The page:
Using Proposition 1 and the independence of the system states over time, without loss of performance, we need to consider only transmission policies that are functions of the current system state and channel state, . Consequently, the Markov decision process can be simplified with as the input, as the noise, as the state, and as the stage cost. The associated dynamic programming recursion is shown in (2) and (3) on the next page.

(2)
(3)
(4)
(5)
Theorem 2

Let be independent and identically distributed . The optimal transmission policy for Problem 2 is of the threshold type.

Proof. For an arbitrary transmission policy , we seek a policy that outperforms it and is a threshold policy. Note, all quantities associated with the policy have a superscript . Also, all quantities associated with policy have a superscript .

We expand our search for a policy to include randomized transmission policies. For and , let be the probability of transmitting, . Also, .

For a specific , consider a policy that matches the policy ’s probability of transmitting,

(6)

Also, let policy be such that it produces estimates that match those of policy ,

(7)
(8)

Since , we have . All the quantities in (3) are the same for both policies with the exception of , for . We will choose to reduce , for .

In Vasconcelos and Martins (2013), minimizing for subject to the constraints (6), (7) and (8) was cleverly rewritten as a constrained moment matching problem. It was shown that the optimal was a threshold function of . Using this result, we have constructed a threshold policy that outperforms .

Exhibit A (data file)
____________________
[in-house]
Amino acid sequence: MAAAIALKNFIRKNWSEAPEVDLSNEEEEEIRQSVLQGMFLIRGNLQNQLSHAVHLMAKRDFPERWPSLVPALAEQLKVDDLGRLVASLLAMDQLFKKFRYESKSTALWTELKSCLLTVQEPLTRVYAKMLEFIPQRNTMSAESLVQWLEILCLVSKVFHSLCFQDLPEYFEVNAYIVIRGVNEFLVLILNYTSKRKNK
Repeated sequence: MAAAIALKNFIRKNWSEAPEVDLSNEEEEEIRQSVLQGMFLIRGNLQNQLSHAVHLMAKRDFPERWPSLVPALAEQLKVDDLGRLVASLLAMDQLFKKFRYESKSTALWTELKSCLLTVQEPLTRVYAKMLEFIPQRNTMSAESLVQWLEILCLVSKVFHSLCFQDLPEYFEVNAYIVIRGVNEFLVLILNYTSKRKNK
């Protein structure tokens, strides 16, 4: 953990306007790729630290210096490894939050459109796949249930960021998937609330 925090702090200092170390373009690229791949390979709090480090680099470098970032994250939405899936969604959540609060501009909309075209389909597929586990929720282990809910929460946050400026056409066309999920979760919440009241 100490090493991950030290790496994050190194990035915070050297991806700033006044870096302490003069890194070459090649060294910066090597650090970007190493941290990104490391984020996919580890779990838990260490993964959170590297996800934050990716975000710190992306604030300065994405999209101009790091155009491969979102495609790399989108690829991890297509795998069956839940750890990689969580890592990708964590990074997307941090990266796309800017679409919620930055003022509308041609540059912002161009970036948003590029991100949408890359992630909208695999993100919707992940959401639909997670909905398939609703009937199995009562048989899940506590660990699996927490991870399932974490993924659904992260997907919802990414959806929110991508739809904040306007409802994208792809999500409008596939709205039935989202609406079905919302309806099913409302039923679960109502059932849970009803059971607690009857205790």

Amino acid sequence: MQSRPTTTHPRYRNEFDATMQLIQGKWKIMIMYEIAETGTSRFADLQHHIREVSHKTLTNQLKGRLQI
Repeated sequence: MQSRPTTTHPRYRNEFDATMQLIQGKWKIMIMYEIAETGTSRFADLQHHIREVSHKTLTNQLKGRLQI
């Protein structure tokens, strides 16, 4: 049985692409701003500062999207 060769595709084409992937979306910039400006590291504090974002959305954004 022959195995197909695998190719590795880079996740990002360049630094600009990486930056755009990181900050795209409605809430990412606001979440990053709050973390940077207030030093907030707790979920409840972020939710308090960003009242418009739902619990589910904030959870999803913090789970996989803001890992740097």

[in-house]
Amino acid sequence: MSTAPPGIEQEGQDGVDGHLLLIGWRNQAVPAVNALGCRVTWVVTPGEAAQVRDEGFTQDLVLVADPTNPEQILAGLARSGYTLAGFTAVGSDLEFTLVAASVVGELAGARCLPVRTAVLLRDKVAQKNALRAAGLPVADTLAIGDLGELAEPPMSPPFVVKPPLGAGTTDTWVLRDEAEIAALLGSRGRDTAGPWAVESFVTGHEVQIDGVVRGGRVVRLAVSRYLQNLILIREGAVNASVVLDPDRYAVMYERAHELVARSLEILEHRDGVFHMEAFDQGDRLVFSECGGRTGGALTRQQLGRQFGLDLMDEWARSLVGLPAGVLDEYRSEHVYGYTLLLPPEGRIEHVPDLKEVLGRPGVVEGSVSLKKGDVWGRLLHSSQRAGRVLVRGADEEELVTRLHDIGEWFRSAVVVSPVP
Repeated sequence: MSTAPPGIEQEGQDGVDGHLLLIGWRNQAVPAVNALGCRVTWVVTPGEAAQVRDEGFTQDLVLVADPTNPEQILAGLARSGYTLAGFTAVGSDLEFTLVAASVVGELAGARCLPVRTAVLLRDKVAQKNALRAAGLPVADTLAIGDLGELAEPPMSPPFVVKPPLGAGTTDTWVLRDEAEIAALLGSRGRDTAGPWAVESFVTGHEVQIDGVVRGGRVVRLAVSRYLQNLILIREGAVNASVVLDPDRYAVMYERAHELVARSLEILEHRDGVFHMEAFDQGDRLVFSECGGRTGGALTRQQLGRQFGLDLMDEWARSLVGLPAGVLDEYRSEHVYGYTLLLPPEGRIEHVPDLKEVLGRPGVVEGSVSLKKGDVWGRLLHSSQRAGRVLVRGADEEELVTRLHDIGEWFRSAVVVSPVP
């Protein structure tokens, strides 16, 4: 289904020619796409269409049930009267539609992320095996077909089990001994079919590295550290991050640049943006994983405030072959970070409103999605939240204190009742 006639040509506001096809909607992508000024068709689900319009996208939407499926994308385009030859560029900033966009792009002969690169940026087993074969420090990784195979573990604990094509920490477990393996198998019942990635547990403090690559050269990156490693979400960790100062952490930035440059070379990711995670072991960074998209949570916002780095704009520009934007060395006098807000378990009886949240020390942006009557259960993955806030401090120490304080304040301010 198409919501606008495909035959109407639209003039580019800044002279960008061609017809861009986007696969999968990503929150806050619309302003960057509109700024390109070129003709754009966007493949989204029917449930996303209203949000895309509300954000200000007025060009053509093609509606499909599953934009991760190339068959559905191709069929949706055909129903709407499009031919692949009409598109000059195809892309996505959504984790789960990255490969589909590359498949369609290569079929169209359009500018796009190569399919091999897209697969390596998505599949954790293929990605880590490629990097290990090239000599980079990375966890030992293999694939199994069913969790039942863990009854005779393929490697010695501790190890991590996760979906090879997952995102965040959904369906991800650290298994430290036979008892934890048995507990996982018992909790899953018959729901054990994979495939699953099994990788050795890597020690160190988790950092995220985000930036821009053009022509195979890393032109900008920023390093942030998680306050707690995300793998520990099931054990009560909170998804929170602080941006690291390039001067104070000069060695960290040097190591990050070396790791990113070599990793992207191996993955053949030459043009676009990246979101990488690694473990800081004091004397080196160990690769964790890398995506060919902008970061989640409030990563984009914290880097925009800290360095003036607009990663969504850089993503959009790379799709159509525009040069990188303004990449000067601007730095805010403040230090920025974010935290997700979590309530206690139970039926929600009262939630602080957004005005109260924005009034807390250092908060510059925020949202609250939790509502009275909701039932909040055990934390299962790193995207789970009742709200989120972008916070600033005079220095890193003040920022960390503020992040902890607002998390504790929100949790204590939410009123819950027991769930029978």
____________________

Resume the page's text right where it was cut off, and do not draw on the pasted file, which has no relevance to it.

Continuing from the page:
Thus, for every and , we can construct a threshold policy that out forms . This threshold policy outperforms .

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We now investigate the structure of the best symmetric transmission policies. We seek conditions under which the optimal symmetric transmission policy is a symmetric threshold policy. This is the case if the probability of drop is sufficiently small for all channel states. Even if the drop probabilities are not sufficiently small, symmetric threshold policies may still be optimal. This is highlighted by a numerical example, which suggests that there are classes of channel dynamics for which symmetric threshold policies are the best symmetric transmission policies. This is the topic of future research.

Restricting to symmetric transmission policies, Problem 2 can be written as a dynamic program. We first show that the cost-to-go functions are quasi-convex. In order to accomplish this, we write the evolution of the error in a convenient manner. Definitions for quasi-convexity and supporting results are presented in the appendix.